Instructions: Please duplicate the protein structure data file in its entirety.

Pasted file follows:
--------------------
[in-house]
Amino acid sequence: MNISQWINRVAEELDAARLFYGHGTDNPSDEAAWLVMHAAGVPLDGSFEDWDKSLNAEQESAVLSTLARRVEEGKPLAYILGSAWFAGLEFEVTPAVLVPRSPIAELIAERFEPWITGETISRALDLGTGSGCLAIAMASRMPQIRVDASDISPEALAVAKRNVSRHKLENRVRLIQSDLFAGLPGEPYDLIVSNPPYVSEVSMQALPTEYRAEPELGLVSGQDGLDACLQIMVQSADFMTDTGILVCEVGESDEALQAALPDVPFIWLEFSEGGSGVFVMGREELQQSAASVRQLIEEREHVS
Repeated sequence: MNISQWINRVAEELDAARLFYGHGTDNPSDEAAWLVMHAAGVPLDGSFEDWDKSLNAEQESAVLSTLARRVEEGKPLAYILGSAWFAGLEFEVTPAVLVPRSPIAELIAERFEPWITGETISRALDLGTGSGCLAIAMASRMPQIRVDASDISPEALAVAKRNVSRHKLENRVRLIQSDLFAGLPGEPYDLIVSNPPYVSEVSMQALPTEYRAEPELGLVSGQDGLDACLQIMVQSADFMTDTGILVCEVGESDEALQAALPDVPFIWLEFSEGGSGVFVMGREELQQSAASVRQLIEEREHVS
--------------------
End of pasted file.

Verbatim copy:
[in-house]
Amino acid sequence: MNISQWINRVAEELDAARLFYGHGTDNPSDEAAWLVMHAAGVPLDGSFEDWDKSLNAEQESAVLSTLARRVEEGKPLAYILGSAWFAGLEFEVTPAVLVPRSPIAELIAERFEPWITGETISRALDLGTGSGCLAIAMASRMPQIRVDASDISPEALAVAKRNVSRHKLENRVRLIQSDLFAGLPGEPYDLIVSNPPYVSEVSMQALPTEYRAEPELGLVSGQDGLDACLQIMVQSADFMTDTGILVCEVGESDEALQAALPDVPFIWLEFSEGGSGVFVMGREELQQSAASVRQLIEEREHVS
Repeated sequence: MNISQWINRVAEELDAARLFYGHGTDNPSDEAAWLVMHAAGVPLDGSFEDWDKSLNAEQESAVLSTLARRVEEGKPLAYILGSAWFAGLEFEVTPAVLVPRSPIAELIAERFEPWITGETISRALDLGTGSGCLAIAMASRMPQIRVDASDISPEALAVAKRNVSRHKLENRVRLIQSDLFAGLPGEPYDLIVSNPPYVSEVSMQALPTEYRAEPELGLVSGQDGLDACLQIMVQSADFMTDTGILVCEVGESDEALQAALPDVPFIWLEFSEGGSGVFVMGREELQQSAASVRQLIEEREHVS